(crossposted from behind AotW)
Danger looms as large scale electric power transmission may soon impinge on the the Antietam battlefield, South Mountain, and many other historic and culturally significant sites.
According to the Washington Post
Its specific route has not been determined, but it would likely cut through environmentally sensitive and historically significant terrain, which includes the Potomac and Kanawha rivers, the scenic Allegheny Highlands and the Civil War battlefields at Antietam and South Mountain…
… Along the route would be hundreds of 125-foot towers with cables running in between on a corridor estimated at about 200 feet wide, said Allen Staggers, a spokesman for Allegheny Energy.
Keep your eyes on this one. It looks to be on a fast track for implementation with minimum oversight. It is brought to you by to the US Department of Energy’s National Interest Electric Transmission (NIET) program and provisions in the Energy Policy Act of 2005 (pdf).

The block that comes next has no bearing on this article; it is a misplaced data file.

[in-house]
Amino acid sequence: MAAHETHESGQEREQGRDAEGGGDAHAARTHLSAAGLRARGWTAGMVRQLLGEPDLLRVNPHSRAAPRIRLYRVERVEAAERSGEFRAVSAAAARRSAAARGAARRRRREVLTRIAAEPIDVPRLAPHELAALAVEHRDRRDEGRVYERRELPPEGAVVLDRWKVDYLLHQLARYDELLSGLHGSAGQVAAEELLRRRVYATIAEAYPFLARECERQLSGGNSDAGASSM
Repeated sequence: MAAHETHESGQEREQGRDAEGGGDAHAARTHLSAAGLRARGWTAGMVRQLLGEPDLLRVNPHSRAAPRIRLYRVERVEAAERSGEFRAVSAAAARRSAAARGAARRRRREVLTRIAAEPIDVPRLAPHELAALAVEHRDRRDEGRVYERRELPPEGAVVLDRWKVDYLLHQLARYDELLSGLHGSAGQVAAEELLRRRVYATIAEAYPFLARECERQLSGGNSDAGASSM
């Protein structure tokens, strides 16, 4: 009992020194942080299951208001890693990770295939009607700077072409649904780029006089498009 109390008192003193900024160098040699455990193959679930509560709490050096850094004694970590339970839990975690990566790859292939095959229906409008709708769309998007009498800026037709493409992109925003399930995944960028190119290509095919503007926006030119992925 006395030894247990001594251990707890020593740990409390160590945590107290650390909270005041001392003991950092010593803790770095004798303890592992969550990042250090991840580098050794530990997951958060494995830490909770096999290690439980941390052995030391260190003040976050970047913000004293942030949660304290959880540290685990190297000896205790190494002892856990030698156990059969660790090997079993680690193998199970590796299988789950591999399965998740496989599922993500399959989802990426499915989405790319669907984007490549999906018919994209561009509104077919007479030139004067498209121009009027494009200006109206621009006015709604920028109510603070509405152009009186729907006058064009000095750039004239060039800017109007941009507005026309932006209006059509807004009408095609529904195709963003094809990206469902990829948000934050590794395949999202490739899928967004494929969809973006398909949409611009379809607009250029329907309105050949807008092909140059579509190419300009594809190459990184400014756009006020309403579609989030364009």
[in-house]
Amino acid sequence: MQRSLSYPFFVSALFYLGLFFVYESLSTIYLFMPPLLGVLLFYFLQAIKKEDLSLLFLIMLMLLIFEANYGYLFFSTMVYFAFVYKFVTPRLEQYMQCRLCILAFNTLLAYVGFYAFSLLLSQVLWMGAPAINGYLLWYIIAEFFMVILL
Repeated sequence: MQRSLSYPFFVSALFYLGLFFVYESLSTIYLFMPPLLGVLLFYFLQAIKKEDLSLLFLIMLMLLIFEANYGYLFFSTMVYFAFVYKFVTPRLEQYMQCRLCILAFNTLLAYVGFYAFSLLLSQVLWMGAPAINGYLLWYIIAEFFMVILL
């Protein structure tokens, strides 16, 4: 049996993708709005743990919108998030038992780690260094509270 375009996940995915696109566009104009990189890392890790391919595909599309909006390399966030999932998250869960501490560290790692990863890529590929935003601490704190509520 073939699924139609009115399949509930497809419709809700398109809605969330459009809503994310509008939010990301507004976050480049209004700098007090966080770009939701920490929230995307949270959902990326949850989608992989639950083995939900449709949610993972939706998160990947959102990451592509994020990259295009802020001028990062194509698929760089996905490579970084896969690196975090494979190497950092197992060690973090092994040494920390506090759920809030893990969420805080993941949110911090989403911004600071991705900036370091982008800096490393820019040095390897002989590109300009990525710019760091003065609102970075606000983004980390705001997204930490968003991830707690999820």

The National Trust for Historic Preservation includes this proposed mid-Atlantic transmission corridor on it’s annual list of most endangered historic places, and hosts a lovely US Park Service map (pdf) of the interrelations between the NIET zones and heritage areas in the Eastern US.
See also an energy industry brief (pdf) on transmission corridors and US federal policy, the Federal Energy Regulatory Commission (FERC) implementation of the Energy Policy Act, and new legislation to rein in the NEIT program.